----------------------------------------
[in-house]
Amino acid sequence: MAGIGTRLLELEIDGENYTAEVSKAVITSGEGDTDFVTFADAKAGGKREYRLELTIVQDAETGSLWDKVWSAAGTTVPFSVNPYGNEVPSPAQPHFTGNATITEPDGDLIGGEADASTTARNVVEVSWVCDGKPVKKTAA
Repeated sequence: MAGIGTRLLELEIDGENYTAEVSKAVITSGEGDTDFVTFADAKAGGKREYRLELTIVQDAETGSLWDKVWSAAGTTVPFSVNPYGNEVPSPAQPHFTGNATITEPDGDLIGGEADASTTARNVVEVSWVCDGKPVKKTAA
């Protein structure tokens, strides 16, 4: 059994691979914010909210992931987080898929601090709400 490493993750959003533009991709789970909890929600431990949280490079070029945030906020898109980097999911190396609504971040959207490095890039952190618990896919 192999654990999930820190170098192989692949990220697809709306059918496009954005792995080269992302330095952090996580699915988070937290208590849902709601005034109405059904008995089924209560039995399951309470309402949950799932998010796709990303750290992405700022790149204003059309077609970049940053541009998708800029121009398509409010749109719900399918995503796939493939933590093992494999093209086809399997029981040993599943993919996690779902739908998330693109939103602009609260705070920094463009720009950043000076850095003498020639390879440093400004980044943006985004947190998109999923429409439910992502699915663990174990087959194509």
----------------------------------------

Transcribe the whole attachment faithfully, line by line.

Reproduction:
[in-house]
Amino acid sequence: MAGIGTRLLELEIDGENYTAEVSKAVITSGEGDTDFVTFADAKAGGKREYRLELTIVQDAETGSLWDKVWSAAGTTVPFSVNPYGNEVPSPAQPHFTGNATITEPDGDLIGGEADASTTARNVVEVSWVCDGKPVKKTAA
Repeated sequence: MAGIGTRLLELEIDGENYTAEVSKAVITSGEGDTDFVTFADAKAGGKREYRLELTIVQDAETGSLWDKVWSAAGTTVPFSVNPYGNEVPSPAQPHFTGNATITEPDGDLIGGEADASTTARNVVEVSWVCDGKPVKKTAA
């Protein structure tokens, strides 16, 4: 059994691979914010909210992931987080898929601090709400 490493993750959003533009991709789970909890929600431990949280490079070029945030906020898109980097999911190396609504971040959207490095890039952190618990896919 192999654990999930820190170098192989692949990220697809709306059918496009954005792995080269992302330095952090996580699915988070937290208590849902709601005034109405059904008995089924209560039995399951309470309402949950799932998010796709990303750290992405700022790149204003059309077609970049940053541009998708800029121009398509409010749109719900399918995503796939493939933590093992494999093209086809399997029981040993599943993919996690779902739908998330693109939103602009609260705070920094463009720009950043000076850095003498020639390879440093400004980044943006985004947190998109999923429409439910992502699915663990174990087959194509």